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Re: Checking for PASCAL decl funcs/libs

From: Keith MARSHALL
Subject: Re: Checking for PASCAL decl funcs/libs
Date: Mon, 23 Jan 2006 15:05:20 +0000

Dizzy wrote:
> I am trying to tune one autoconf at a project I work on to be
> able to use it when cross-compiling with mingw on a linux box
> for a win32 target.  I have problems using AC_CHECK_LIB and
> AC_CHECK_FUNC for libraries and functions. 
> From what I have debugged so far the problem seems to be that
> the functions in the mingw provided "win32 runtime" are declared
> with "PASCAL" declaration style and as such they mangle differently
> for linking than the C ones.  So AC_CHECK_LIB and AC_CHECK_FUNC both
> do dummy C declarations for the functions looked up and the program
> obviously doesnt link. I had to use AC_LINK_IFELSE with my own source
> to have the tested source include a proper header (that does the
> proper PASCAL declarations) instead of generating the dummy C 
> declaration like in:

This has little to do with PASCAL, and *everything* to do with the
distinction that Win32 makes between `__cdecl' and `__stdcall' function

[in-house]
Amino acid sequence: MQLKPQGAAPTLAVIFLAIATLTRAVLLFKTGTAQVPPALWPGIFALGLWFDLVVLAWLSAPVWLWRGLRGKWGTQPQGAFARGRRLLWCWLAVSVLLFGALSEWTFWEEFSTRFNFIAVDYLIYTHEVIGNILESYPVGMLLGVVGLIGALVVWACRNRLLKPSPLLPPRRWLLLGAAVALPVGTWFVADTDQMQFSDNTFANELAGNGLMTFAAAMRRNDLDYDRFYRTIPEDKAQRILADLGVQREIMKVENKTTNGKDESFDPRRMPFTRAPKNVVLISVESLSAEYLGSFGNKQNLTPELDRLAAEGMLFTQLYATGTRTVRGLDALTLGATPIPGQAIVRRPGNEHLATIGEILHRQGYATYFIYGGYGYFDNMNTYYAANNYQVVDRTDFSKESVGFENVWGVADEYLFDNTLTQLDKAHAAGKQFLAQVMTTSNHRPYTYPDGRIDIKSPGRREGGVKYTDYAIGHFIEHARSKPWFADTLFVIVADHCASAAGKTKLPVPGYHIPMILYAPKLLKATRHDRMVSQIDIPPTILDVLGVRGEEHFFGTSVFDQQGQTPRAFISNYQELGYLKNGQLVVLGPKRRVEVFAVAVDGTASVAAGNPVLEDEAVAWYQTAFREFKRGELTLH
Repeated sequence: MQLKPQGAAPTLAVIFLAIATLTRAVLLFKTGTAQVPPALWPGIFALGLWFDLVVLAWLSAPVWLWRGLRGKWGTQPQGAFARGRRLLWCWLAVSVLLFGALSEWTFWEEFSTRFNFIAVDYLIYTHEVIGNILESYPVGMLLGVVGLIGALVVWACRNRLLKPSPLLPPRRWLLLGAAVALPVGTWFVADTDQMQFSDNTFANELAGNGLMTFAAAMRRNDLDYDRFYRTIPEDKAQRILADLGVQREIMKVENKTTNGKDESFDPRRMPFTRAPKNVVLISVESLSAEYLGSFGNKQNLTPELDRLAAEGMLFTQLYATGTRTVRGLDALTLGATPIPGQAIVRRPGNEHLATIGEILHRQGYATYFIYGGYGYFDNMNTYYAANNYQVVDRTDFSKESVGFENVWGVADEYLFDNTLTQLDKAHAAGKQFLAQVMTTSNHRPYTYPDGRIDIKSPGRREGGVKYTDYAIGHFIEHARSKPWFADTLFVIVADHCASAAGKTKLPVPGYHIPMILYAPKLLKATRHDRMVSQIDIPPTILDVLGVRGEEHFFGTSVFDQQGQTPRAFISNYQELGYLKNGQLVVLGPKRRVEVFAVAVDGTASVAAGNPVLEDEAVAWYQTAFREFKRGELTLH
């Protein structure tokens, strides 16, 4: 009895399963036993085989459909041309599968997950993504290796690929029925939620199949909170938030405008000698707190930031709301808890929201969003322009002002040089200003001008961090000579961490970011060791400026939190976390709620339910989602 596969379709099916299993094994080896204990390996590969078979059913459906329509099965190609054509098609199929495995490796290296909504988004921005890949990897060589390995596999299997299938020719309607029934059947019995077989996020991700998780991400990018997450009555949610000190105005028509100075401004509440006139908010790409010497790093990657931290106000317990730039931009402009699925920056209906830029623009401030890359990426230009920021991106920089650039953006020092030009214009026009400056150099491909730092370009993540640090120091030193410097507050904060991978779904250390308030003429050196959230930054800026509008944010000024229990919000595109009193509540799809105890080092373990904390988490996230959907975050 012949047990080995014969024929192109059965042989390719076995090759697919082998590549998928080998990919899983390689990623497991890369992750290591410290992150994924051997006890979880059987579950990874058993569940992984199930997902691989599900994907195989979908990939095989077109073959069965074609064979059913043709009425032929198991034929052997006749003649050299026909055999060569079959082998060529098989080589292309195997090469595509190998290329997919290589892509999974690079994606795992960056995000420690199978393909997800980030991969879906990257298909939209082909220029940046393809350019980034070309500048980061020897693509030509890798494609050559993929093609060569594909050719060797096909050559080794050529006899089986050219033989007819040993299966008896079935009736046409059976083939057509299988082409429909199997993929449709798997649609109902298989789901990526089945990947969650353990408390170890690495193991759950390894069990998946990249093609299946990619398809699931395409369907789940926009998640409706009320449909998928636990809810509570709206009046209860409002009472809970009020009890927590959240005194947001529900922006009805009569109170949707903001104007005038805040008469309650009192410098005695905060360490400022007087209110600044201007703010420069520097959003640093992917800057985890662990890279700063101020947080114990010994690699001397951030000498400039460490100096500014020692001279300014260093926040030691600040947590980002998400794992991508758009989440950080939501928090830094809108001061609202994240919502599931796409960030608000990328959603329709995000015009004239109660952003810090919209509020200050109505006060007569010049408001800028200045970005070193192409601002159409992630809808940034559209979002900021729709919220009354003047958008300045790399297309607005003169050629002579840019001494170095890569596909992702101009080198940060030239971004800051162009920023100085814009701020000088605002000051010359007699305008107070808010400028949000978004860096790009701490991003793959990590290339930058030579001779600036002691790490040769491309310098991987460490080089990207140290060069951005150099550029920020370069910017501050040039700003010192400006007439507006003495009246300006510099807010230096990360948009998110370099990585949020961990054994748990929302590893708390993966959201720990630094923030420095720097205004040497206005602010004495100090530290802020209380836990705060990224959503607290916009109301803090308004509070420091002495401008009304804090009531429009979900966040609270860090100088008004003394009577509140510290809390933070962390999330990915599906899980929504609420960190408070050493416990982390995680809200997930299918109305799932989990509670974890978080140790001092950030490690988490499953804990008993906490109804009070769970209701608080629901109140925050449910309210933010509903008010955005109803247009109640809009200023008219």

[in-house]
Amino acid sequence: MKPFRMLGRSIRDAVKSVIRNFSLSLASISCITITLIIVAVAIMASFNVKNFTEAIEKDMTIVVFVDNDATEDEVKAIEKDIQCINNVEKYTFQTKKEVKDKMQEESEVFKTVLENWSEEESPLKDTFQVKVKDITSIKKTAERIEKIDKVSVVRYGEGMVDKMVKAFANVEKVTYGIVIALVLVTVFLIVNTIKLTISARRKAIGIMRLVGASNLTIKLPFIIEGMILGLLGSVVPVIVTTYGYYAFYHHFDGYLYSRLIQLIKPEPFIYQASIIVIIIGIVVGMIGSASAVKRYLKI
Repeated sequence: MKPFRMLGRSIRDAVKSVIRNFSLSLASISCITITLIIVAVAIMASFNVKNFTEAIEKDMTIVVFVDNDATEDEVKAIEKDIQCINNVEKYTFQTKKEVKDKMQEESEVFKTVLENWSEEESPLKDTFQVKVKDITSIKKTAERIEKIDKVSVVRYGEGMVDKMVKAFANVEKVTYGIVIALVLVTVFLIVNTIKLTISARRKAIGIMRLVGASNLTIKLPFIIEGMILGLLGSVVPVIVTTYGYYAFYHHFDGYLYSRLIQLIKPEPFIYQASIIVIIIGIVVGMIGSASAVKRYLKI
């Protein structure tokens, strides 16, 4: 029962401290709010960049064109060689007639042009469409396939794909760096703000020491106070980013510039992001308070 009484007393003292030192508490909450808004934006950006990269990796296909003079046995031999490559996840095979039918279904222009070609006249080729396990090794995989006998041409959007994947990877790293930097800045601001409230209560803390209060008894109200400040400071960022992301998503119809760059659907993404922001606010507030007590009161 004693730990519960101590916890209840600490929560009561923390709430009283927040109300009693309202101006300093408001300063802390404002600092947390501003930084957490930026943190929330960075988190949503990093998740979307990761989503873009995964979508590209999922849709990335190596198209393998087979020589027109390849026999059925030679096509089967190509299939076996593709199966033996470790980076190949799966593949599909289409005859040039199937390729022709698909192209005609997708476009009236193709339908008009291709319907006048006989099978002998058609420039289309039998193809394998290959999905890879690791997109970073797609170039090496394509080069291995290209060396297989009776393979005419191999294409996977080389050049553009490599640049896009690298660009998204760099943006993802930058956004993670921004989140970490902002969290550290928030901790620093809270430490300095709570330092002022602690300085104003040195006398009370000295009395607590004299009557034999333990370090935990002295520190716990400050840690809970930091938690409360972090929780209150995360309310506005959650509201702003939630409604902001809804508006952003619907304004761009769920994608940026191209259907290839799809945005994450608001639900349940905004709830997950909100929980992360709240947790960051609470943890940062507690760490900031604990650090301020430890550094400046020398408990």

calling protocols.  (In fact, IIRC `PASCAL' is a deprecated form for
declaring a `__stdcall' function.

The problem is that there is no such distinction in the *nix world,
where all functions are effectively `__cdecl'.  Thus AC_CHECK_FUNC and
AC_CHECK_LIB always test on the basis of generated function prototypes
conforming to the `__cdecl' protocol, and so fail to link against the
`__stdcall' decorated symbol name, present in the library, when you
test for the presence of a `__stdcall' function.

> I whould [sic] need first to check for the 
> headers (if the enviroment provides something like "winsock2.h")
> then the source I use to check for the function should do 
> #ifdef HAVE_WINSOCK2_H
> # include <winsock2.h>
> #endif
> ...

If you intend your application to be cross-platform, then you should
*always* do this, at the point in your actual source code, where you
indend to use the functions you are checking for;  therefore, the
AC_CHECK_HEADER would be required anyway.  Once you've determined
that such Win32 headers are present, and usable, then you can usually
safely assume that any functions they declare *are* available, even
if AC_CHECK_FUNC or AC_CHECK_LIB fails to find them.  So, in your
application code, you could have something like:

  #ifdef HAVE_CONFIG_H
  # include "config.h"
  #ifdef HAVE_WINSOCK2_H
  # include <winsock2.h>
  # undef HAVE_SELECT
  # define HAVE_SELECT 1

and simply ignore configure's define for HAVE_SELECT.

To use AC_CHECK_LIB, to check for the availability of Win32 libraries,
try to call a `__cdecl' function which is representative of the library.
Again, once you've verified the presence of a particular Win32 library,
you can usually make assumptions about provided functions, and avoid
specifically checking for `__stdcall' functions.

If you *do* insist on explicitly checking for `__stdcall' functions,
then the standard AC_CHECK_FUNC and AC_CHECK_LIB will not serve; there
would seem to be no alternative but to deploy non-standard macros, to
fulfill the purpose.


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